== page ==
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Technology in Australia 1788-1988Australian Academy of Technological Sciences and Engineering
Table of Contents

Chapter 12

I The First Half Century - The Initial Struggle

II The Second Fifty Years - The Start Of Expansion

III The Third Fifty Years - Federation And The First World War
i General Conditions
ii Some Early Innovative Approaches
iii Concrete Pipes
iv Cement-fibre Pipes
v Concrete Products
vi The Birth of the Iron and Steel Industry

IV The Fourth Period - Second World War To The Present



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The Birth of the Iron and Steel Industry

Apart from the establishment of numerous iron foundries around the middle of the nineteenth century and the somewhat abortive early attempts at iron smelting in NSW, Victoria and Tasmania, the iron and steel industry in Australia started in 1875 at a site near Lithgow, NSW, some 150 km west of Sydney. James Rutherford, an American by birth, had connections with the early transport company, Cobb and Co., and could provide some capital towards an establishment, the rest being supplied by residents of Bathurst. Nearby there were supplies of needed raw material, iron ore, limestone, coal and water together with a rail linkage with Sydney; seemingly all the ingredients for a successful iron making venture.

It is as well to divert at this stage to review briefly the state of iron and steel technology overseas. Before 1856, when Bessemer announced his new steelmaking converter process, blast furnace iron or pig iron was being converted to malleable iron by Cort's puddling process, which removed excess silicon, carbon and much of the phosphorus and sulphur, and converted the material from a brittle to a more ductile product. The malleable iron was made into steel by diffusion of carbon into the iron in the solid but heated state; the 'cemented' bars thus produced were melted in small crucible batches and cast producing a very high cost product (around 60 a ton). The Bessemer blowing of air through molten pig iron produced steel but was only satisfactory with high grade iron ores low in phosphorus which were uncommon in Britain. It was only in 1878 that Sidney Thomas showed the need to use basic or high lime slags to remove phosphorus and then the process was only viable if a basic lining were used in the converter. Thus a time of important new technologies and changes overseas was the background against which the modest attempts in Australia should be viewed.

Lithgow works

The Eskbank Ironworks Co. of Lithgow laid the foundation for their first blast furnace in 1876, a small structure 16.5 m high and 3.6 m diameter at the bosch or widest part and using hot blast through tuyeres. The first casts of pig iron were of satisfactory quality and all told about 200 tonnes were produced in 1876, but at a cost rather higher than expected. An important early decision was to expand in the future to a fully integrated iron and steel making and rolling works, a situation that was not necessarily common overseas at this time.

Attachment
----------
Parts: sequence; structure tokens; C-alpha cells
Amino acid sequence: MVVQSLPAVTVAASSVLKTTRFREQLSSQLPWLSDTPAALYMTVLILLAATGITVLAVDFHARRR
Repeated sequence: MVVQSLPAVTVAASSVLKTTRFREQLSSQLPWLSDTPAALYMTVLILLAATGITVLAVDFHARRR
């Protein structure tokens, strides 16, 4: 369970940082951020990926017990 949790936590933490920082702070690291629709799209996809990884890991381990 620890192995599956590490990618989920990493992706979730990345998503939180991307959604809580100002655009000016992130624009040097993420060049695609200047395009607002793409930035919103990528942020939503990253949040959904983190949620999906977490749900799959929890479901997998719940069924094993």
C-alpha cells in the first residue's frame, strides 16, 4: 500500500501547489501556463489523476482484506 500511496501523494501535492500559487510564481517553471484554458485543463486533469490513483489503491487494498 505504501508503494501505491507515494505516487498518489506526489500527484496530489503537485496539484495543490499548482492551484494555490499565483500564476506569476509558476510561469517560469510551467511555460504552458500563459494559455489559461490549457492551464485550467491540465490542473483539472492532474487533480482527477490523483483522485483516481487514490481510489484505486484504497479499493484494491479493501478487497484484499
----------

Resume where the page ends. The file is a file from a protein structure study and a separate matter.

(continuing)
Thus six puddling furnaces and a 450 mm rolling mill to produce rails were next installed, which must have seemed a good commercial proposition at the time on account of the tremendous expansion of rail tracks throughout the Colony and tram tracks in major cities. Railway mileage increased from some 1280 km in 1870 to 21,500 km by the early 1900s and by the latter period many old wrought iron rails were being replaced with the new steel rails. The works additions were completed in 1878 and rails for tramways in Sydney were supplied so that these, together with train rails, became the main products produced. In the ten years to 1884, some 16,000 tonnes of product were sold for revenue of about 200,000. The Eskbank Works, however, struggled to obtain profitability under adverse conditions, which included under capitalization, excessive transport costs and being too far from the market place. It also lacked any tariff protection against imports.

In 1883 William Sandford arrived in Australia from Bristol as an associate of the British company John Lysaght Ltd., with the aim of helping in the establishment of the wire netting works of Lysaght Bros., situated on the Parramatta River. Incidentally Mr. John Lysaght had already visited Australia in 1879, became dissatisfied with selling in the Colony through merchants, and decided to set up a central selling agency in Melbourne as a subsidiary of John Lysaght Ltd.; it was named Victoria Galvanized Iron and Wire Company. The wire netting factory, however, was run by two sons of Mr. Lysaght and operated as a quite separate business that was subsequently brought out by Gibbs Bright, after the death of son St. John and later was acquired by BHP.

Organisations in Australian Science at Work - Eskbank Ironworks Co.; Gibbs Bright; John Lysaght Ltd; Lysaght Bros. & Co. Pty Ltd; Victoria Galvanized Iron and Wire Company

People in Bright Sparcs - Lysaght, John; Rutherford, James; Sandford, W.

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© 1988 Print Edition pages 868 - 870, Online Edition 2000
Published by Australian Science and Technology Heritage Centre, using the Web Academic Resource Publisher